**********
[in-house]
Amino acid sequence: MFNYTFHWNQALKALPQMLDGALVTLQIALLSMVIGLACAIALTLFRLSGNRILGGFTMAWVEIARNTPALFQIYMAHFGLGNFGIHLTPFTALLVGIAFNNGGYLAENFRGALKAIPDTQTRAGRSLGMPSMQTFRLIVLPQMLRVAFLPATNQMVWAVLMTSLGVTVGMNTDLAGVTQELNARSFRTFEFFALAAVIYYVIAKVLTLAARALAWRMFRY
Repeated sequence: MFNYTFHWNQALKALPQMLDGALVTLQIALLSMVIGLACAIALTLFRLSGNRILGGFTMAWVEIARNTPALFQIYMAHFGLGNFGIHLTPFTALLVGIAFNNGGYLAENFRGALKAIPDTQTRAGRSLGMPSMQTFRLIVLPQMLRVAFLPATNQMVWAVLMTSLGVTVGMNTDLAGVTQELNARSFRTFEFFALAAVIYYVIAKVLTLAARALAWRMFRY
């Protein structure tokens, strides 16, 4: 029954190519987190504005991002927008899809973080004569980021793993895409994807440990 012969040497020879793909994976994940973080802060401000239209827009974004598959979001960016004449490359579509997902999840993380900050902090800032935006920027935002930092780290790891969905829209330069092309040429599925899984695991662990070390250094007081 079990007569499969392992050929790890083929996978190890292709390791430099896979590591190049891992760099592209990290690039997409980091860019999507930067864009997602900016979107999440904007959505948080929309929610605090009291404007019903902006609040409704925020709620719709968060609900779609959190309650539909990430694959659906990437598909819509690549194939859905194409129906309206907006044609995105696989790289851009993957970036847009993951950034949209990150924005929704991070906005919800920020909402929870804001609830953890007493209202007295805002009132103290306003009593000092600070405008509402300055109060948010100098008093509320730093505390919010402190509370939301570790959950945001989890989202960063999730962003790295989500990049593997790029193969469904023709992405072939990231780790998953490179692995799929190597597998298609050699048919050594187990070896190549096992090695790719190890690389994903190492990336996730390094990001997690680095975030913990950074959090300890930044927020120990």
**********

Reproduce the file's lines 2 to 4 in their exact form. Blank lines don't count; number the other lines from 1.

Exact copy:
Amino acid sequence: MFNYTFHWNQALKALPQMLDGALVTLQIALLSMVIGLACAIALTLFRLSGNRILGGFTMAWVEIARNTPALFQIYMAHFGLGNFGIHLTPFTALLVGIAFNNGGYLAENFRGALKAIPDTQTRAGRSLGMPSMQTFRLIVLPQMLRVAFLPATNQMVWAVLMTSLGVTVGMNTDLAGVTQELNARSFRTFEFFALAAVIYYVIAKVLTLAARALAWRMFRY
Repeated sequence: MFNYTFHWNQALKALPQMLDGALVTLQIALLSMVIGLACAIALTLFRLSGNRILGGFTMAWVEIARNTPALFQIYMAHFGLGNFGIHLTPFTALLVGIAFNNGGYLAENFRGALKAIPDTQTRAGRSLGMPSMQTFRLIVLPQMLRVAFLPATNQMVWAVLMTSLGVTVGMNTDLAGVTQELNARSFRTFEFFALAAVIYYVIAKVLTLAARALAWRMFRY
């Protein structure tokens, strides 16, 4: 029954190519987190504005991002927008899809973080004569980021793993895409994807440990 012969040497020879793909994976994940973080802060401000239209827009974004598959979001960016004449490359579509997902999840993380900050902090800032935006920027935002930092780290790891969905829209330069092309040429599925899984695991662990070390250094007081 079990007569499969392992050929790890083929996978190890292709390791430099896979590591190049891992760099592209990290690039997409980091860019999507930067864009997602900016979107999440904007959505948080929309929610605090009291404007019903902006609040409704925020709620719709968060609900779609959190309650539909990430694959659906990437598909819509690549194939859905194409129906309206907006044609995105696989790289851009993957970036847009993951950034949209990150924005929704991070906005919800920020909402929870804001609830953890007493209202007295805002009132103290306003009593000092600070405008509402300055109060948010100098008093509320730093505390919010402190509370939301570790959950945001989890989202960063999730962003790295989500990049593997790029193969469904023709992405072939990231780790998953490179692995799929190597597998298609050699048919050594187990070896190549096992090695790719190890690389994903190492990336996730390094990001997690680095975030913990950074959090300890930044927020120990």